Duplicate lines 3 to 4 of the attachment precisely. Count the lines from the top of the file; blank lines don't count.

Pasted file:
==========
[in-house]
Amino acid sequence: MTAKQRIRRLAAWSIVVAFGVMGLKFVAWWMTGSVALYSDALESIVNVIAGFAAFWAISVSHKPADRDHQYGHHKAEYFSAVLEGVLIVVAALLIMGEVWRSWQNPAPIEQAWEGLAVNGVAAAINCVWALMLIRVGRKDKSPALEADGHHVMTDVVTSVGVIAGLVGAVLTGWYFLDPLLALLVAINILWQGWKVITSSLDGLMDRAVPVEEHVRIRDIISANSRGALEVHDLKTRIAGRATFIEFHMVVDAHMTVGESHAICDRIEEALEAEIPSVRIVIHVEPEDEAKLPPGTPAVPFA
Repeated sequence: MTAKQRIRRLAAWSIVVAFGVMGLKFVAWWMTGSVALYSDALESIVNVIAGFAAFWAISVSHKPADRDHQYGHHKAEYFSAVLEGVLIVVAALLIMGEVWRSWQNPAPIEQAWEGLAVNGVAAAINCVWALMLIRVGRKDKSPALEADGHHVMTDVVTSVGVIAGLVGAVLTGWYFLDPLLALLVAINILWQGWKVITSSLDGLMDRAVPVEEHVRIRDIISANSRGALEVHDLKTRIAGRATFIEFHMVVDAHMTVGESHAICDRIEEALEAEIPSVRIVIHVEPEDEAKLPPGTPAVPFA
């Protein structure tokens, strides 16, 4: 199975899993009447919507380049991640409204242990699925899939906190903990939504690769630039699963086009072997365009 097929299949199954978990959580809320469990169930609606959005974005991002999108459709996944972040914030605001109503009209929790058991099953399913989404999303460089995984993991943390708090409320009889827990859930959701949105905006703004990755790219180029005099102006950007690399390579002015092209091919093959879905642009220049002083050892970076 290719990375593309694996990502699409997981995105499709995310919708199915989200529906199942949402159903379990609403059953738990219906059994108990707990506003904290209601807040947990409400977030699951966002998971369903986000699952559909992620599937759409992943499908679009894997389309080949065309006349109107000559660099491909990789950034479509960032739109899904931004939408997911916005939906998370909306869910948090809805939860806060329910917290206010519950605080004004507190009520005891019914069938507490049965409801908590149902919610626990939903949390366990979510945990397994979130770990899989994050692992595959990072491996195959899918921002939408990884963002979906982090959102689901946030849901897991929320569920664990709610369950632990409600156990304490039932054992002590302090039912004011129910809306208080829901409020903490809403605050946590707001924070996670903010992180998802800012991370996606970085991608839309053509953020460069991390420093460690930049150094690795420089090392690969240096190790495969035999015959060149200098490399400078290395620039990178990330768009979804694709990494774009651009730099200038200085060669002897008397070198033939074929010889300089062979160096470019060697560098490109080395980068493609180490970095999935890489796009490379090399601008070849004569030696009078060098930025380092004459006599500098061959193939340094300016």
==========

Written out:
Repeated sequence: MTAKQRIRRLAAWSIVVAFGVMGLKFVAWWMTGSVALYSDALESIVNVIAGFAAFWAISVSHKPADRDHQYGHHKAEYFSAVLEGVLIVVAALLIMGEVWRSWQNPAPIEQAWEGLAVNGVAAAINCVWALMLIRVGRKDKSPALEADGHHVMTDVVTSVGVIAGLVGAVLTGWYFLDPLLALLVAINILWQGWKVITSSLDGLMDRAVPVEEHVRIRDIISANSRGALEVHDLKTRIAGRATFIEFHMVVDAHMTVGESHAICDRIEEALEAEIPSVRIVIHVEPEDEAKLPPGTPAVPFA
């Protein structure tokens, strides 16, 4: 199975899993009447919507380049991640409204242990699925899939906190903990939504690769630039699963086009072997365009 097929299949199954978990959580809320469990169930609606959005974005991002999108459709996944972040914030605001109503009209929790058991099953399913989404999303460089995984993991943390708090409320009889827990859930959701949105905006703004990755790219180029005099102006950007690399390579002015092209091919093959879905642009220049002083050892970076 290719990375593309694996990502699409997981995105499709995310919708199915989200529906199942949402159903379990609403059953738990219906059994108990707990506003904290209601807040947990409400977030699951966002998971369903986000699952559909992620599937759409992943499908679009894997389309080949065309006349109107000559660099491909990789950034479509960032739109899904931004939408997911916005939906998370909306869910948090809805939860806060329910917290206010519950605080004004507190009520005891019914069938507490049965409801908590149902919610626990939903949390366990979510945990397994979130770990899989994050692992595959990072491996195959899918921002939408990884963002979906982090959102689901946030849901897991929320569920664990709610369950632990409600156990304490039932054992002590302090039912004011129910809306208080829901409020903490809403605050946590707001924070996670903010992180998802800012991370996606970085991608839309053509953020460069991390420093460690930049150094690795420089090392690969240096190790495969035999015959060149200098490399400078290395620039990178990330768009979804694709990494774009651009730099200038200085060669002897008397070198033939074929010889300089062979160096470019060697560098490109080395980068493609180490970095999935890489796009490379090399601008070849004569030696009078060098930025380092004459006599500098061959193939340094300016």